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Feds form task force against monopolies and collusion in health care

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Ramping up efforts against anticompetitive practices in business.

justice gavel stethoscope physician: © Jade - stock.adobe.com

© Jade - stock.adobe.com

Unfair business practices and market domination in health care are the target of a new task force within the U.S. Department of Justice (DOJ).

The Department’s Antitrust Division has formed the new Task Force on Health Care Monopolies and Collusion (HCMC) to guide policy, investigations, and, when warranted, civil and criminal enforcement in health care markets.

The HCMC Task Force will consider issues including concerns about anticompetitive behavior in payer-provider consolidation, serial acquisitions, labor, quality of care, medical billing, information technology, health care data, and more, according to DOJ’s announcement.

“Every year, Americans spend trillions of dollars on health care, money that is increasingly being gobbled up by a small number of payers, providers and dominant intermediaries that have consolidated their way to power in communities across the country,” Assistant Attorney General Jonathan Kanter said in the DOJ’s announcement. Kanter works in DOJ’s Antitrust Division, and he announced the Task Force will be directed by Katrina Rouse, a prosecutor who joined the Antitrust Division in 2011. An alumna of Stanford Law School, rouse clerked for federal judges and has served several positions in DOJ, including as trial attorney in the Healthcare and Consumer Products Section.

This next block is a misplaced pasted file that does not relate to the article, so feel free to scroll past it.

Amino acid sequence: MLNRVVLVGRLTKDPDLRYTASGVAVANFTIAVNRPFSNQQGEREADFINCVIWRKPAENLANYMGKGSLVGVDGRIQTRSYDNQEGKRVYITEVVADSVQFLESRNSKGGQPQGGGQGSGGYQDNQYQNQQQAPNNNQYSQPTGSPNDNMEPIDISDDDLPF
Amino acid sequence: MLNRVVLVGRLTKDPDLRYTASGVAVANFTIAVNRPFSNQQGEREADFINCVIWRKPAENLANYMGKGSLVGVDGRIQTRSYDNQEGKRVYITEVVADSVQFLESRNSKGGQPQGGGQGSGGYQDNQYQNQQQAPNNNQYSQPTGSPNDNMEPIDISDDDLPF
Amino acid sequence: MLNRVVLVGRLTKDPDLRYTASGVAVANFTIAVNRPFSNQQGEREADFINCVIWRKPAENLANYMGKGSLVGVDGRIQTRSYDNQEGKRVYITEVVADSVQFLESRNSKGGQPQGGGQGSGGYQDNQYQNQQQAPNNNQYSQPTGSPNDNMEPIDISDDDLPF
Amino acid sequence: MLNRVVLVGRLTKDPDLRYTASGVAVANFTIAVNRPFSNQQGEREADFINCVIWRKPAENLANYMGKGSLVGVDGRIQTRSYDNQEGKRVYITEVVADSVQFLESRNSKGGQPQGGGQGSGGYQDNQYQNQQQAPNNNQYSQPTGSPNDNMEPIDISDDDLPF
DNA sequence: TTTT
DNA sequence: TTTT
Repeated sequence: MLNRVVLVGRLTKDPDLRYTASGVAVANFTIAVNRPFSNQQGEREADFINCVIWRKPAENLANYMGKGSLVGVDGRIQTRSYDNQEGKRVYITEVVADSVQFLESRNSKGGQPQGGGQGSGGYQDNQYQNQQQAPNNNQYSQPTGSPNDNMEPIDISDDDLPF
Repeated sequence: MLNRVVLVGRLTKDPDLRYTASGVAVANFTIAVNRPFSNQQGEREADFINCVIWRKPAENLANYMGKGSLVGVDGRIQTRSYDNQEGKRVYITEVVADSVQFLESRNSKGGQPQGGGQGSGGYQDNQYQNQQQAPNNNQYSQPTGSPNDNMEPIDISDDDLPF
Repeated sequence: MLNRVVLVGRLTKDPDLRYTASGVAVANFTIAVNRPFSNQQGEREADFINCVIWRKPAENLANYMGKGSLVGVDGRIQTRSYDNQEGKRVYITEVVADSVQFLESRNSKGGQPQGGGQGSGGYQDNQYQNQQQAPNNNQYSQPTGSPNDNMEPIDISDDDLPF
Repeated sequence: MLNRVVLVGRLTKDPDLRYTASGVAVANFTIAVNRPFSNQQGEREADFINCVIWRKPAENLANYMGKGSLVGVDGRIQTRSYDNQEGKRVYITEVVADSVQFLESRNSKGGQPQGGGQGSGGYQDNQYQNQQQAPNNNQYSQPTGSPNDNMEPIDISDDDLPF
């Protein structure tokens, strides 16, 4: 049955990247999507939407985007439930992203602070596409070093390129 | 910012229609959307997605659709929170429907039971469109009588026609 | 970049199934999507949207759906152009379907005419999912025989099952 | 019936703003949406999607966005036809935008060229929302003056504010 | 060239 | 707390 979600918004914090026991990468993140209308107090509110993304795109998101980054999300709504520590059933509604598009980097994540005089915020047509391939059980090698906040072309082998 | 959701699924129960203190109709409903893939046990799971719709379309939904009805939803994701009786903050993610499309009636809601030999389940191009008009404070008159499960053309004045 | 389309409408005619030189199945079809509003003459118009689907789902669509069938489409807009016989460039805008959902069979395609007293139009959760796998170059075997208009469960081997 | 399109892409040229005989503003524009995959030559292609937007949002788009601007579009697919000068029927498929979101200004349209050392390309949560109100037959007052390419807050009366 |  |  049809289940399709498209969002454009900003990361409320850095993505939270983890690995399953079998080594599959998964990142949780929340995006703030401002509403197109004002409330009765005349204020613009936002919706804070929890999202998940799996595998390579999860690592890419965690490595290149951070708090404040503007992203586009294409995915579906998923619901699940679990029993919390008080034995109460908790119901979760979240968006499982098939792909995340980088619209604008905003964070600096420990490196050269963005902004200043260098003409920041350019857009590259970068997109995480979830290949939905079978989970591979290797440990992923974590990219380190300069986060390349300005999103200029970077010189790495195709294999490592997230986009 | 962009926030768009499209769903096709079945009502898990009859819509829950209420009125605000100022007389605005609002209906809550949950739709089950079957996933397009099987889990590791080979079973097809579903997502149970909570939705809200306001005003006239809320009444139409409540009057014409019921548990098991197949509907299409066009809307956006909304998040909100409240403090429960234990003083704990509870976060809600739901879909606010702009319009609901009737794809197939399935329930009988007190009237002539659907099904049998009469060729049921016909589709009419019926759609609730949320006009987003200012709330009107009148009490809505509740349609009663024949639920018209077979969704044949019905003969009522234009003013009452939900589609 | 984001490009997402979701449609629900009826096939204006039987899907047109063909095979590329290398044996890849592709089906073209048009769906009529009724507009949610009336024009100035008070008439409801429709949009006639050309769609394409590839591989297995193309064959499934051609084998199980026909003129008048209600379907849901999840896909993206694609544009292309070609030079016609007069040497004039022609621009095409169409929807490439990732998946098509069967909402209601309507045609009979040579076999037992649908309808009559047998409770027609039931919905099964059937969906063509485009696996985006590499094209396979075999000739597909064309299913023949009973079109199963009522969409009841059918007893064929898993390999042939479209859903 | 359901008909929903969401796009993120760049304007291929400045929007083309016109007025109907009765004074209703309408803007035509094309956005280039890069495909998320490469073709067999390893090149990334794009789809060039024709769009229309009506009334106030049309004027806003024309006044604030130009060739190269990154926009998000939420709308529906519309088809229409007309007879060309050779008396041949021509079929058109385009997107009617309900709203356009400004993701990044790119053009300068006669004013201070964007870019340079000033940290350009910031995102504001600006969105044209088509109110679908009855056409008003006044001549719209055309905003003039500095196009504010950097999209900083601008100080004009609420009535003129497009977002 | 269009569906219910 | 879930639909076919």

New web portal

The move follows last month’s launch of the new web portal, HealthyCompetition.gov, that allows physicians, patients or anyone to report suspicions of unfair and anticompetitive practices. It is a joint project of DOJ, the U.S. Department of Health and Human Services, and the Federal Trade Commission.

Seeking public comments

Meanwhile, the feds this month extended the public comment period on the “Request for Information on Consolidation in Health Care Markets.” That was issued in March to collect public comments about transactions that enhance health sector consolidation and may threaten patient health, worker safety, quality of care and affordability, according to DOJ. The public comment period will last until June 5.

As of May 10, there were 3,958 comments received and 1,566 posted online. To comment, go to regulations.gov and look under the “Browse Documents” tab.

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